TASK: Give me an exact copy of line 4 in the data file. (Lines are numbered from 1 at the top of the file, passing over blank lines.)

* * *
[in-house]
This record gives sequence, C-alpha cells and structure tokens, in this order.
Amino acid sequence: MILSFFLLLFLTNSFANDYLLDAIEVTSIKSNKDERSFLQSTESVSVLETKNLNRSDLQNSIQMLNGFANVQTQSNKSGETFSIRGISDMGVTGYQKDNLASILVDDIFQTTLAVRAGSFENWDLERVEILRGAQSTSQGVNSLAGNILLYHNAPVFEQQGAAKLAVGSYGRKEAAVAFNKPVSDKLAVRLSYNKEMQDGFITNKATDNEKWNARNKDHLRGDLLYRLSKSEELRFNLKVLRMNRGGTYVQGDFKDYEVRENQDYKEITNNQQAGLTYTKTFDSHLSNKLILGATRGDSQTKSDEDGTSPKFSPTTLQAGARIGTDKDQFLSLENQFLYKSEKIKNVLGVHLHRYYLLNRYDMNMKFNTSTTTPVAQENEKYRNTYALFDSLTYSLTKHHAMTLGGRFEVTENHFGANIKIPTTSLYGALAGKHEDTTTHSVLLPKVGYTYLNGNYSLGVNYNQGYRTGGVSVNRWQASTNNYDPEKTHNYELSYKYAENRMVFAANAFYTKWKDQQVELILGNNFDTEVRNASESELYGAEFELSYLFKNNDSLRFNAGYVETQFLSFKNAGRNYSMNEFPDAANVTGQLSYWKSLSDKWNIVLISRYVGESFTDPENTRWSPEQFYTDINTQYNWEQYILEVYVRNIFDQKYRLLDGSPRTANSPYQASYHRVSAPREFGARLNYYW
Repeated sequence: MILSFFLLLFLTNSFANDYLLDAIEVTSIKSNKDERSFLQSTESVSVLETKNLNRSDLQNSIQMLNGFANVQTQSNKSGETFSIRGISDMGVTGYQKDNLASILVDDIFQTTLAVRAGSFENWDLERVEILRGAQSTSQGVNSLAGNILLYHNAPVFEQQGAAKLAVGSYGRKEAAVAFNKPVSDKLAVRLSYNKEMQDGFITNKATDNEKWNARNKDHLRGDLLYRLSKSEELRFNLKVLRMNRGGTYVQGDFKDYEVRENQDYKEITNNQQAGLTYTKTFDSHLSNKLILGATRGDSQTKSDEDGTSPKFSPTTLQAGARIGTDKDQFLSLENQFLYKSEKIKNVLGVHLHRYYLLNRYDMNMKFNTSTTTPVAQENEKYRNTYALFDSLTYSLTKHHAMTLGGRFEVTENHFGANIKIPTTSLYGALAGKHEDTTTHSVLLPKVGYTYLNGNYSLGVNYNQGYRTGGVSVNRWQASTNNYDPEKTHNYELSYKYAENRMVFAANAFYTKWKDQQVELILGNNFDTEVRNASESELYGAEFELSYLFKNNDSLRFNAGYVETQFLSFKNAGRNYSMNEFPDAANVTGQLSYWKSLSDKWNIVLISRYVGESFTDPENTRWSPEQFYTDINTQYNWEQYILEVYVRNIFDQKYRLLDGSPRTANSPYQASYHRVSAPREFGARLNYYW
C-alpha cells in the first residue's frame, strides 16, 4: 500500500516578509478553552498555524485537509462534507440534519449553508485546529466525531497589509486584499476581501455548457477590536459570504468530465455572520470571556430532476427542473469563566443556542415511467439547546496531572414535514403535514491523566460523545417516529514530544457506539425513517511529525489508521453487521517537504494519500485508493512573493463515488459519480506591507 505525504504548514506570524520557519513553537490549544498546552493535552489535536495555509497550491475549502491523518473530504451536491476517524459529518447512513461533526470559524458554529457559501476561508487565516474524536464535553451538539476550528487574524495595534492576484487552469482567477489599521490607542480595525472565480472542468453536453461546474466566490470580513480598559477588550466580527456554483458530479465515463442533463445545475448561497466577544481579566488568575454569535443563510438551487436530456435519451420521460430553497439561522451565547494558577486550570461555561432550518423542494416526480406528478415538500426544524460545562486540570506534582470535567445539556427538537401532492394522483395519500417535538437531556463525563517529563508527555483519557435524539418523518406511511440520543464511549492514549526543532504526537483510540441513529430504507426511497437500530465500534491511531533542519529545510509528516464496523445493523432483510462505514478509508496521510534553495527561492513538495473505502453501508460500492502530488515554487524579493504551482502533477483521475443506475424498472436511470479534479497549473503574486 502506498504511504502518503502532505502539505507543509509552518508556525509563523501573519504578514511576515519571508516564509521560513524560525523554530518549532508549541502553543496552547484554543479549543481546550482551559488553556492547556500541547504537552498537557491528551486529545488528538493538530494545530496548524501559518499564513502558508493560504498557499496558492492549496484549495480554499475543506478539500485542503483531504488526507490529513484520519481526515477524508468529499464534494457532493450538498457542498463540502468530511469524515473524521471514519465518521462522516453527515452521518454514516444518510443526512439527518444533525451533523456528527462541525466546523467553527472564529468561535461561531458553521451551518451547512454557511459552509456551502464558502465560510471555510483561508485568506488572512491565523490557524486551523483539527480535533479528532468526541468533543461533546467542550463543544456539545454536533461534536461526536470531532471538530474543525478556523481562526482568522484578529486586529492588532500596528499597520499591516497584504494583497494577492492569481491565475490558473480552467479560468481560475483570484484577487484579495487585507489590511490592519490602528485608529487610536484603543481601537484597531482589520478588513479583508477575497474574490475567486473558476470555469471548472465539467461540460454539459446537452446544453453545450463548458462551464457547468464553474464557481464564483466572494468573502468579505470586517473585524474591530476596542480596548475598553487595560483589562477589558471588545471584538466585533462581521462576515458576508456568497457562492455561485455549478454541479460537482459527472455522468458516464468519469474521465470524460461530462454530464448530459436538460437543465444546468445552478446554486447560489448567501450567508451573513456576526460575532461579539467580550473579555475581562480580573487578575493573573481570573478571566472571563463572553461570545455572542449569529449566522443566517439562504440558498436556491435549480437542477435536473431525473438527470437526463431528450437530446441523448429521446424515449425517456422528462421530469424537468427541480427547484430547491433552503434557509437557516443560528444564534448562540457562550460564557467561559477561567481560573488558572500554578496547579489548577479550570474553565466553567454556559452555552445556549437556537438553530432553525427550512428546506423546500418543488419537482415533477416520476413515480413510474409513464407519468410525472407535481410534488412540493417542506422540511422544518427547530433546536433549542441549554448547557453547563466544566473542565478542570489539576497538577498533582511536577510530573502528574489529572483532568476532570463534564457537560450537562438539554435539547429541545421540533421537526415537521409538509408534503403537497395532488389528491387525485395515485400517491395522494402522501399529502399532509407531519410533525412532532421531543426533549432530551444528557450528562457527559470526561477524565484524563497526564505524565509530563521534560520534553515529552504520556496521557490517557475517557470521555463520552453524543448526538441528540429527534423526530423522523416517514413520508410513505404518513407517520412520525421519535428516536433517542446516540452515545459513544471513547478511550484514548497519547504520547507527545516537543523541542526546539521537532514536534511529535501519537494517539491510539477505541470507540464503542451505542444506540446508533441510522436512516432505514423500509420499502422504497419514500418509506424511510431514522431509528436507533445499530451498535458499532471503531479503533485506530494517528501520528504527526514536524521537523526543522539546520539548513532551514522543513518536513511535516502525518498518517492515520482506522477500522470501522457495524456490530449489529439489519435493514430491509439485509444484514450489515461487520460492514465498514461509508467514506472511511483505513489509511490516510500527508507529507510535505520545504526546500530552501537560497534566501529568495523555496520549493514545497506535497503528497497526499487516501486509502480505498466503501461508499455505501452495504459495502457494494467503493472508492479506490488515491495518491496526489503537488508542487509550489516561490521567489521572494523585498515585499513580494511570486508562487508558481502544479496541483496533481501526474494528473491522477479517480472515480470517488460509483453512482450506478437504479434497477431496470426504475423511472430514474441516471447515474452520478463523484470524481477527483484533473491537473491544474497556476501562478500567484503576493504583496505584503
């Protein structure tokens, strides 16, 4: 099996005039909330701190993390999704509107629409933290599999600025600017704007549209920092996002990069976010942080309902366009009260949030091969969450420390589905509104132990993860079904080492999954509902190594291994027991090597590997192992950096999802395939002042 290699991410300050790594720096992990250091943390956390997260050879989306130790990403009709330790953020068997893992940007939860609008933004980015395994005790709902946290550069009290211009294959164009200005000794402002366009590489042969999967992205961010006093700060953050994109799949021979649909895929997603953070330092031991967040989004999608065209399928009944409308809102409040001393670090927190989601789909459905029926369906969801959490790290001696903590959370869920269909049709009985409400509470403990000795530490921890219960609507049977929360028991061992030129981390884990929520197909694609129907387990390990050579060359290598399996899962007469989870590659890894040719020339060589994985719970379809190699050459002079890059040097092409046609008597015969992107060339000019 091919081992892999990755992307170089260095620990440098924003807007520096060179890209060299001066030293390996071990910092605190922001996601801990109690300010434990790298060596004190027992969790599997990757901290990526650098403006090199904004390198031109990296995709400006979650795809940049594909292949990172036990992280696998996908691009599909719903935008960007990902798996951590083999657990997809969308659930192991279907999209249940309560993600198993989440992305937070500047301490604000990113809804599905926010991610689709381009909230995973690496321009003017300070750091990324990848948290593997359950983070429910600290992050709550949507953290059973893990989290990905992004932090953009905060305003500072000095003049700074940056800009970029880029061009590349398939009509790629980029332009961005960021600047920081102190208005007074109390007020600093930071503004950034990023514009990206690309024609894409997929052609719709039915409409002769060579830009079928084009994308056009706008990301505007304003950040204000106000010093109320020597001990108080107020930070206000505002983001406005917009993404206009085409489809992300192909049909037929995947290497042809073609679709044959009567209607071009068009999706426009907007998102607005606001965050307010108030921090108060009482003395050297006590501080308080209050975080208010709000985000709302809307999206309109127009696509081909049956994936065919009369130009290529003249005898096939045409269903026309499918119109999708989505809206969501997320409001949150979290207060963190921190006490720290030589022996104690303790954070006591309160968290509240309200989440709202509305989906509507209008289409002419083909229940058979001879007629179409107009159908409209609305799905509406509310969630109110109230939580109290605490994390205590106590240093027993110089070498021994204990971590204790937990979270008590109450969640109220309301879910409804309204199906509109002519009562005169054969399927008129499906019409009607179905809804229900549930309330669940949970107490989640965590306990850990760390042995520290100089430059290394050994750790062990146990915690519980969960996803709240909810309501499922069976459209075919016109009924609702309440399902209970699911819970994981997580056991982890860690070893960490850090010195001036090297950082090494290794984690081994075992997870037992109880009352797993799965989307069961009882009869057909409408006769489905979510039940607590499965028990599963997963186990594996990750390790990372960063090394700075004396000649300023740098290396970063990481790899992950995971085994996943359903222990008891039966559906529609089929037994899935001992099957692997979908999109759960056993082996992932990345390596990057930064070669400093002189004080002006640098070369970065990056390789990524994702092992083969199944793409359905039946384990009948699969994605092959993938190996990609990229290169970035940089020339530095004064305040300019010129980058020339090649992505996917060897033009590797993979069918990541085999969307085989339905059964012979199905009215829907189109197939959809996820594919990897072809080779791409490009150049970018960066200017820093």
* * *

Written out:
Repeated sequence: MILSFFLLLFLTNSFANDYLLDAIEVTSIKSNKDERSFLQSTESVSVLETKNLNRSDLQNSIQMLNGFANVQTQSNKSGETFSIRGISDMGVTGYQKDNLASILVDDIFQTTLAVRAGSFENWDLERVEILRGAQSTSQGVNSLAGNILLYHNAPVFEQQGAAKLAVGSYGRKEAAVAFNKPVSDKLAVRLSYNKEMQDGFITNKATDNEKWNARNKDHLRGDLLYRLSKSEELRFNLKVLRMNRGGTYVQGDFKDYEVRENQDYKEITNNQQAGLTYTKTFDSHLSNKLILGATRGDSQTKSDEDGTSPKFSPTTLQAGARIGTDKDQFLSLENQFLYKSEKIKNVLGVHLHRYYLLNRYDMNMKFNTSTTTPVAQENEKYRNTYALFDSLTYSLTKHHAMTLGGRFEVTENHFGANIKIPTTSLYGALAGKHEDTTTHSVLLPKVGYTYLNGNYSLGVNYNQGYRTGGVSVNRWQASTNNYDPEKTHNYELSYKYAENRMVFAANAFYTKWKDQQVELILGNNFDTEVRNASESELYGAEFELSYLFKNNDSLRFNAGYVETQFLSFKNAGRNYSMNEFPDAANVTGQLSYWKSLSDKWNIVLISRYVGESFTDPENTRWSPEQFYTDINTQYNWEQYILEVYVRNIFDQKYRLLDGSPRTANSPYQASYHRVSAPREFGARLNYYW